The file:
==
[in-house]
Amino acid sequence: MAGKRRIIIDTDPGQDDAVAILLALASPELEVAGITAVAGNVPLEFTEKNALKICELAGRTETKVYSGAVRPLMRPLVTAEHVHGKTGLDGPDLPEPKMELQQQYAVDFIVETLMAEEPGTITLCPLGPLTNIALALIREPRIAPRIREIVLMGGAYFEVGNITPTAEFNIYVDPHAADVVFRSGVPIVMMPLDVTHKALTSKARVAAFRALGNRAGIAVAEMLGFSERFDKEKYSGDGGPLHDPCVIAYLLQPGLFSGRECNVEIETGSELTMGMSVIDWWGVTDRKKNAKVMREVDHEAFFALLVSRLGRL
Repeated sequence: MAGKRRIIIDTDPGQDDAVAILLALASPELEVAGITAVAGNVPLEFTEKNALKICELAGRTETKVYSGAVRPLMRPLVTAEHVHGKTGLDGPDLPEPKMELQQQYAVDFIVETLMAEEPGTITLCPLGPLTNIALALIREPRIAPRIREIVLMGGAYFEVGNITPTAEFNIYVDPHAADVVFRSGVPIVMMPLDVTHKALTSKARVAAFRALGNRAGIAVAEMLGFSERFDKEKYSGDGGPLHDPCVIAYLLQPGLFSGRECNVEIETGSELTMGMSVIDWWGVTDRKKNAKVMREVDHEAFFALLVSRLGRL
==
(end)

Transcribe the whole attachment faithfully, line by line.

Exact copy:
[in-house]
Amino acid sequence: MAGKRRIIIDTDPGQDDAVAILLALASPELEVAGITAVAGNVPLEFTEKNALKICELAGRTETKVYSGAVRPLMRPLVTAEHVHGKTGLDGPDLPEPKMELQQQYAVDFIVETLMAEEPGTITLCPLGPLTNIALALIREPRIAPRIREIVLMGGAYFEVGNITPTAEFNIYVDPHAADVVFRSGVPIVMMPLDVTHKALTSKARVAAFRALGNRAGIAVAEMLGFSERFDKEKYSGDGGPLHDPCVIAYLLQPGLFSGRECNVEIETGSELTMGMSVIDWWGVTDRKKNAKVMREVDHEAFFALLVSRLGRL
Repeated sequence: MAGKRRIIIDTDPGQDDAVAILLALASPELEVAGITAVAGNVPLEFTEKNALKICELAGRTETKVYSGAVRPLMRPLVTAEHVHGKTGLDGPDLPEPKMELQQQYAVDFIVETLMAEEPGTITLCPLGPLTNIALALIREPRIAPRIREIVLMGGAYFEVGNITPTAEFNIYVDPHAADVVFRSGVPIVMMPLDVTHKALTSKARVAAFRALGNRAGIAVAEMLGFSERFDKEKYSGDGGPLHDPCVIAYLLQPGLFSGRECNVEIETGSELTMGMSVIDWWGVTDRKKNAKVMREVDHEAFFALLVSRLGRL